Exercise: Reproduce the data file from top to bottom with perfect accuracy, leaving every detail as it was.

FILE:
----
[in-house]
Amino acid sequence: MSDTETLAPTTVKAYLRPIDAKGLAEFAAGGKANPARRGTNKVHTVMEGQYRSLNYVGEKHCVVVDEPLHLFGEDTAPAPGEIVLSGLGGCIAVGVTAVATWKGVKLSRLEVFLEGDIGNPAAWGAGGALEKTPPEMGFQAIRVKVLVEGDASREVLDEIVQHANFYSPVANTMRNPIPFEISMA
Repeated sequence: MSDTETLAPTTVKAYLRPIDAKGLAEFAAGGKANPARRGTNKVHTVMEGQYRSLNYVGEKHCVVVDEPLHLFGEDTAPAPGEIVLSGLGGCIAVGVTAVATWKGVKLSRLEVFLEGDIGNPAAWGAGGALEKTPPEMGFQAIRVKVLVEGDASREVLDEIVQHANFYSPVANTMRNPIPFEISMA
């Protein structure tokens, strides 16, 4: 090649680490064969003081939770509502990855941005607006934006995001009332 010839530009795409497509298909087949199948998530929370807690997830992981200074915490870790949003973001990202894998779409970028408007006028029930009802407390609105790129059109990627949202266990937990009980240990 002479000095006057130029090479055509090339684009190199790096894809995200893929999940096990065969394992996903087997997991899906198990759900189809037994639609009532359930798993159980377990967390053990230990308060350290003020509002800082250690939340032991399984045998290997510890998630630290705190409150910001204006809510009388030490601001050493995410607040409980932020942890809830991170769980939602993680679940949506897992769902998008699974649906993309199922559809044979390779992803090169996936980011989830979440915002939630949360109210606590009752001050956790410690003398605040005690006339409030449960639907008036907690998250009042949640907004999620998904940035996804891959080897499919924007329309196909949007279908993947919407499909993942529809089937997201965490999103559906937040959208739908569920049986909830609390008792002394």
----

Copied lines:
[in-house]
Amino acid sequence: MSDTETLAPTTVKAYLRPIDAKGLAEFAAGGKANPARRGTNKVHTVMEGQYRSLNYVGEKHCVVVDEPLHLFGEDTAPAPGEIVLSGLGGCIAVGVTAVATWKGVKLSRLEVFLEGDIGNPAAWGAGGALEKTPPEMGFQAIRVKVLVEGDASREVLDEIVQHANFYSPVANTMRNPIPFEISMA
Repeated sequence: MSDTETLAPTTVKAYLRPIDAKGLAEFAAGGKANPARRGTNKVHTVMEGQYRSLNYVGEKHCVVVDEPLHLFGEDTAPAPGEIVLSGLGGCIAVGVTAVATWKGVKLSRLEVFLEGDIGNPAAWGAGGALEKTPPEMGFQAIRVKVLVEGDASREVLDEIVQHANFYSPVANTMRNPIPFEISMA
């Protein structure tokens, strides 16, 4: 090649680490064969003081939770509502990855941005607006934006995001009332 010839530009795409497509298909087949199948998530929370807690997830992981200074915490870790949003973001990202894998779409970028408007006028029930009802407390609105790129059109990627949202266990937990009980240990 002479000095006057130029090479055509090339684009190199790096894809995200893929999940096990065969394992996903087997997991899906198990759900189809037994639609009532359930798993159980377990967390053990230990308060350290003020509002800082250690939340032991399984045998290997510890998630630290705190409150910001204006809510009388030490601001050493995410607040409980932020942890809830991170769980939602993680679940949506897992769902998008699974649906993309199922559809044979390779992803090169996936980011989830979440915002939630949360109210606590009752001050956790410690003398605040005690006339409030449960639907008036907690998250009042949640907004999620998904940035996804891959080897499919924007329309196909949007279908993947919407499909993942529809089937997201965490999103559906937040959208739908569920049986909830609390008792002394």